- John F. Lazenby
ExtractA small town on the *Euphrates near Bagdhad, where *Cyrus (2), younger son of *Darius II of Persia, was defeated and killed by his elder brother, *Artaxerxes (3) II, in 401 bce. The battle is chiefly interesting for the ease with which Cyrus’ Greek *mercenaries, on his right, defeated Artaxerxes’ left, with the loss of only one man. *Xenophon (1), who was serving among the Greeks, has left us a vivid description of their charge at the double, shouting their war-cry—‘Eleleu’—and some clashing their spears on their shields to frighten the enemy horses (An. 1. 8. 17–20). Even after Cyrus himself had been killed and the rest of his army had fled, the Greeks still managed to rout the remainder of Artaxerxes’ army, in a second attack. It was after this battle, and the subsequent treacherous capture of their commanders, that the Greeks began the long march home which is the main subject of Xenophon's Anabasis.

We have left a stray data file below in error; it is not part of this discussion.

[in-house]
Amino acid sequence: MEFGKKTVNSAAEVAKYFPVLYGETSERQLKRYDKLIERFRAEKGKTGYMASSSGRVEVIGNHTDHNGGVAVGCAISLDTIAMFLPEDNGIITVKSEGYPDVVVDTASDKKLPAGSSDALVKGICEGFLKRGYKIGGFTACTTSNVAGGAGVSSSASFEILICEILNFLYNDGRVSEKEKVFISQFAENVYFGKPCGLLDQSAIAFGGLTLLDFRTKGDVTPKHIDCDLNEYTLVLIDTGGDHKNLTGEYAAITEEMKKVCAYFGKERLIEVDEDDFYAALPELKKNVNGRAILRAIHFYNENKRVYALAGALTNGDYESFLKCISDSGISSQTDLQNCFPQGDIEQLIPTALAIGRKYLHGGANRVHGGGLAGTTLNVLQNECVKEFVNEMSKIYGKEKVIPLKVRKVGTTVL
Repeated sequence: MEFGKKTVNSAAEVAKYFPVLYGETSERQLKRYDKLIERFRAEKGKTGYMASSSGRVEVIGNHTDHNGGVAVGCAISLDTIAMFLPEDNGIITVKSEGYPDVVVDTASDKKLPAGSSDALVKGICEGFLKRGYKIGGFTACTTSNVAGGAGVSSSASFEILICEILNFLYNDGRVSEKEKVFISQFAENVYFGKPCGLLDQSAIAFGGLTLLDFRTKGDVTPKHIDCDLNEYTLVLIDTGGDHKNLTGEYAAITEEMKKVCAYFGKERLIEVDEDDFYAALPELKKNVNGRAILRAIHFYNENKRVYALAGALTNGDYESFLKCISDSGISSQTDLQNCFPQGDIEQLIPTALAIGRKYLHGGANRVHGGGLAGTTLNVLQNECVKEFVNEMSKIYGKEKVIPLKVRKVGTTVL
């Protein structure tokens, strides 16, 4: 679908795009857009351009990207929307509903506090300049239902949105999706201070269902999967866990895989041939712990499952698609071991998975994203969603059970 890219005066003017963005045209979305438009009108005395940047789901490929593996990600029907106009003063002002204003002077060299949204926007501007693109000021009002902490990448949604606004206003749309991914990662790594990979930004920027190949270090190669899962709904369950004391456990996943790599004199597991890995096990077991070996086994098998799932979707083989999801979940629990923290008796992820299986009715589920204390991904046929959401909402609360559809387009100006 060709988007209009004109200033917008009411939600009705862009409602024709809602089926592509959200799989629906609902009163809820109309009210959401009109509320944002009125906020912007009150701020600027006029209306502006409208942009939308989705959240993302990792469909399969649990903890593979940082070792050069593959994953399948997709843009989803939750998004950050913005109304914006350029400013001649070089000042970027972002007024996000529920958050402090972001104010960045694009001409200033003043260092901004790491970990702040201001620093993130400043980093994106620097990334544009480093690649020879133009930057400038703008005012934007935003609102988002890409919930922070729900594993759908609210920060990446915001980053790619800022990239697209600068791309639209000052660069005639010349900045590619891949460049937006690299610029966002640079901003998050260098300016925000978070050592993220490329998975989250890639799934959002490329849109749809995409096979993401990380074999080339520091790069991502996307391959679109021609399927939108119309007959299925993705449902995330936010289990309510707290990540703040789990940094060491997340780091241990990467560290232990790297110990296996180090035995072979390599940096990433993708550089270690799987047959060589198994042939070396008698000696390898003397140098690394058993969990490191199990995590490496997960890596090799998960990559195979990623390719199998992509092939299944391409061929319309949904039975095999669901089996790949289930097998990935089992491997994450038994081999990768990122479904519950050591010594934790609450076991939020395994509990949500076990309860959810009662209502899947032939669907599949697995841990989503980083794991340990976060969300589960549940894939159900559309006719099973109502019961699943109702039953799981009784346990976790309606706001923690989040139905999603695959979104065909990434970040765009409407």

- Near East